Further, RSA has got into the SOAR (Security Orchestration Analysis and Response) technology with our NetWitness Orchestrator. It helps the customer to automate and speed up the entire response mechanism by prioritizing the alerts coming from business critical elements. Apart from this, we have NetWitness Logs and Packets for network visibility, NetWitness Endpoint and we are also introducing the latest NetWitness User and Entity Behavior Analytics. All this put together really help customers to protect their network, data and crown jewels much better.
While AI has a big role to play in cybersecurity, the current reality is that it cannot work independently from humans. Nevertheless, AI is being adopted by hackers to improve their systems and make it more likely to break through. How is RSA guaranteeing defense in this scenario where hackers are able to change their pattern of attacks in just 3 seconds?
AI and machine learning are more of a buzz-word as these technologies existed a long time back. In fact, some of our products use these technologies right from 2005, including the fraud management solution. We do a huge amount of machine learning, behavior analytics to make meaningful decisions based on step-up authentication.
If we take an analogy, AI is like a rocket and data is the fuel; unless we have real meaningful data, AI will not be able to deliver. It’s like garbage in, garbage out.
At the same time, few of the fraudsters and hackers are utilizing these latest technologies much more efficiently to their advantage, while we still struggle to make a business case around the efficacy, safeguards, and savings.
It will lot more time for us to build a very strong AI system for security and everywhere else. Human intervention is still required as we need to really learn and feed that data into the AI systems to make them more intelligent. Our NetWitness Orchestrator is using AI techniques to learn and deliver a faster response. That’s where RSA is really working on.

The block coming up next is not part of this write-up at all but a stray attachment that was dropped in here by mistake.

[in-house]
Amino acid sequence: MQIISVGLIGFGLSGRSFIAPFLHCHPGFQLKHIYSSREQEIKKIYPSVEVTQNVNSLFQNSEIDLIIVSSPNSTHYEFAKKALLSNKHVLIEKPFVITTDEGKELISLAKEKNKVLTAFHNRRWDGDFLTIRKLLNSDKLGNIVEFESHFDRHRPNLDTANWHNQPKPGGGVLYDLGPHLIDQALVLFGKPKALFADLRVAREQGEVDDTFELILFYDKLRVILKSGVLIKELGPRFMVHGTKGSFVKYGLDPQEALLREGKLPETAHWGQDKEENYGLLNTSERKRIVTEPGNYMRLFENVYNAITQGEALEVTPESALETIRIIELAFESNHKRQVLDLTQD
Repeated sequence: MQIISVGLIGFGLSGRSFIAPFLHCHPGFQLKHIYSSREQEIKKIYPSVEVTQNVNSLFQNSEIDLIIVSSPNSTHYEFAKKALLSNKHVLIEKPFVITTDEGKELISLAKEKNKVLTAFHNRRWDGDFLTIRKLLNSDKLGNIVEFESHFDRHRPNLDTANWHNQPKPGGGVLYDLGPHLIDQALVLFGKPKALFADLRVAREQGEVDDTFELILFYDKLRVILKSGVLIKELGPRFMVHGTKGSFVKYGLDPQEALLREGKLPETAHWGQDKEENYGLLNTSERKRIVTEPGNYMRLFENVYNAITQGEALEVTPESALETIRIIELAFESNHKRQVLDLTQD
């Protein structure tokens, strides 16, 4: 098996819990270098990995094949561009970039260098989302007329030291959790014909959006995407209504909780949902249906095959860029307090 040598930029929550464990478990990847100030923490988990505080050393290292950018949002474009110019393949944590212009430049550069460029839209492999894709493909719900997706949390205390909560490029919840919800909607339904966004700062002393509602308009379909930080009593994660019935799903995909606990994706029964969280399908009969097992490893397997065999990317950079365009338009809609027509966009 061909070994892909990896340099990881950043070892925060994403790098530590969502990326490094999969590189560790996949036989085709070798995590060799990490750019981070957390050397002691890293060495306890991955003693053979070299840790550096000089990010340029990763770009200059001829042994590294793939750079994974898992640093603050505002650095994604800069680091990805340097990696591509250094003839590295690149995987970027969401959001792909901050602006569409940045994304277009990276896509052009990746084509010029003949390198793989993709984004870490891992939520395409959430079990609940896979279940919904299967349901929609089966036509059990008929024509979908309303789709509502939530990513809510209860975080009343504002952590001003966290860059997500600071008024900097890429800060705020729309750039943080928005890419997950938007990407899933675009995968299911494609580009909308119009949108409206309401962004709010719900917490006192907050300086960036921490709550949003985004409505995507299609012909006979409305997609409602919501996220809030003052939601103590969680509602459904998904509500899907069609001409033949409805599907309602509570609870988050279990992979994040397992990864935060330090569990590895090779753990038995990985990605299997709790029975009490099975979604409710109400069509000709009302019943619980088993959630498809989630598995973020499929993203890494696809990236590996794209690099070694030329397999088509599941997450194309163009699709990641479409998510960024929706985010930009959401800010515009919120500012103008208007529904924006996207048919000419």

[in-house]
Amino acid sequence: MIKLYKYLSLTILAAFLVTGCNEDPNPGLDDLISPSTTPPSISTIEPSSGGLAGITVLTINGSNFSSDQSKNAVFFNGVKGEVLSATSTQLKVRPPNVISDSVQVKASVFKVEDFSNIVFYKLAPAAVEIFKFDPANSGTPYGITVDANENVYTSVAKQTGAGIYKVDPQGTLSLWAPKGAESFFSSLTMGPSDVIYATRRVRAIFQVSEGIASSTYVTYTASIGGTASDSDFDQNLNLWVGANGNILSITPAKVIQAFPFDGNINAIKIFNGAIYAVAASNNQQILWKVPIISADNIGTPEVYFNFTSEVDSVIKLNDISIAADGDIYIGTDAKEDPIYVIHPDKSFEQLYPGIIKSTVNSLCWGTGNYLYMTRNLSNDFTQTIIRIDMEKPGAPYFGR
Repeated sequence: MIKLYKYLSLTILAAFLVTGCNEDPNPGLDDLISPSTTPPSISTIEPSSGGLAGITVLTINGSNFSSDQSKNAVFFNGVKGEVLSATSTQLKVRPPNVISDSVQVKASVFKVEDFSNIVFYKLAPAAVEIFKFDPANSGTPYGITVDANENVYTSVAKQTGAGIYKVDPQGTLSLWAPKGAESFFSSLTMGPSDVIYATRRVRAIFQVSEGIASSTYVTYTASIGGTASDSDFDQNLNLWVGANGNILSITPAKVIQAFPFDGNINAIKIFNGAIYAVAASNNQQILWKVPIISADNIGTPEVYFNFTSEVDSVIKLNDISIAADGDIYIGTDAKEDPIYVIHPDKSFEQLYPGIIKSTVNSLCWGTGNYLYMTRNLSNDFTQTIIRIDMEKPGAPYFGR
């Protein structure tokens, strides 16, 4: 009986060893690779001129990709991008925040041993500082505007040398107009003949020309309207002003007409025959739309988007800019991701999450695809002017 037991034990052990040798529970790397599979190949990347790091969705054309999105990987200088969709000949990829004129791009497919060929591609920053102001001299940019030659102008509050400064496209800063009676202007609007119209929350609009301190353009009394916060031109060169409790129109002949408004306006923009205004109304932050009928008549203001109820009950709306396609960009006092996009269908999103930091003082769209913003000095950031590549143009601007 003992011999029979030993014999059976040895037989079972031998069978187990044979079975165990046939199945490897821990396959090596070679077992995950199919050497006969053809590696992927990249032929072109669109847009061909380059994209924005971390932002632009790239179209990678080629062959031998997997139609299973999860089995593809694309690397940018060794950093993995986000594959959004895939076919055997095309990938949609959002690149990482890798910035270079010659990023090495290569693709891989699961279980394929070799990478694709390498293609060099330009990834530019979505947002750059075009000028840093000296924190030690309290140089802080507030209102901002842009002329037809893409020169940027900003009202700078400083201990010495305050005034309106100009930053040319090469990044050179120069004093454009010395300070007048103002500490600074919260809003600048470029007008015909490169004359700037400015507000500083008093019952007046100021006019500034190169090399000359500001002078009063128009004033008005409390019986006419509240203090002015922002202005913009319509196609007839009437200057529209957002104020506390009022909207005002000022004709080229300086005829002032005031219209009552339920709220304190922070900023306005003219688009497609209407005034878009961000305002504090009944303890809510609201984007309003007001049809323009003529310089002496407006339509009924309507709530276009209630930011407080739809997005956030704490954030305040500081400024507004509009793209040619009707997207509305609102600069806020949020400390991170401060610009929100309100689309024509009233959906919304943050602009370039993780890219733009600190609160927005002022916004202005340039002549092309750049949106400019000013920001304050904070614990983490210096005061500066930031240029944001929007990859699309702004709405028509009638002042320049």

Cloud environments have become a potential target of security breaches. The complex, hyper-connected networks that cloud providers have developed can result in a single point of failure for hundreds of businesses and critical infrastructures. What is your strategy to secure the cloud?
I think businesses are becoming more aware and the competitive advantages are driving the cloud adoptions. That’s how security is also changing. Most of the security technologies today focus on cloud infrastructure security.
According to me, things in the cloud are becoming much better than they were in the recent past. People understand the requirement to put control on the cloud infrastructure. That’s making the entire cloud environment more secure and reliable.
What are your top focus areas for RSA Security over the next 12-18 months?
We are focused on creating more awareness in the market that protection alone is not enough. We need to continually educate on identifying the security gaps in the detection and response fronts.
Secondly, we are focused on bringing business context to the security programs and creating a risk mentality. We are propagating the idea to appreciate digital risk.
On these fronts, RSA NetWitness is our focused platform, which we are seeing to grow at a rapid pace. RSA Fraud Risk Intelligence is another technology we are quite focused on.
In addition, multi-factor authentication is another focus area. We are seeing good traction on risk and compliance area where we are focused with RSA Archer. While Archer contributes quite low to our business as compared to the global figures, we are witnessing a rapid adoption of this technology in India now; GDPR is also helping the adoption by sensitizing the businesses on data privacy and protection.
Many customers identify lack of advanced skills among the solution providers as a major challenge. How are you enabling channels to possess skills in advanced cybersecurity technologies?
On the channel front, our key focus is to work closely with our focused partners. As we work with a limited set of niche and highly-focused partners, we don’t find any challenges in training and skilling them. The technology that we offer requires good maturity curve and in many cases, the timeline of the implementation projects go beyond 5-6 months. Everybody doesn’t have that kind of appetite. Hence, we choose partners who have a security mindset and are ready to invest in skill acquisition.
In addition, we ensure regular training of partners to achieve advanced levels. We have many partners who are purely services-oriented; we tend to leverage them if any other partner lacks the implementation skills in a particular technology.
Further, to overcome the problem of trained cybersecurity resources, we are planning to implement a training strategy which we follow in Singapore, where we have collaborated with a polytechnic. The polytechnic offers 3-year cybersecurity diploma and delivers trained experts in cybersecurity analysis. We are looking at forging collaboration with few educational institutes in India as well. We will help them design the curriculum, provide technology to build SOC, and offer our security experts to make them more than industry-ready. Currently, we are identifying institutes to run these kinds of programs and courses.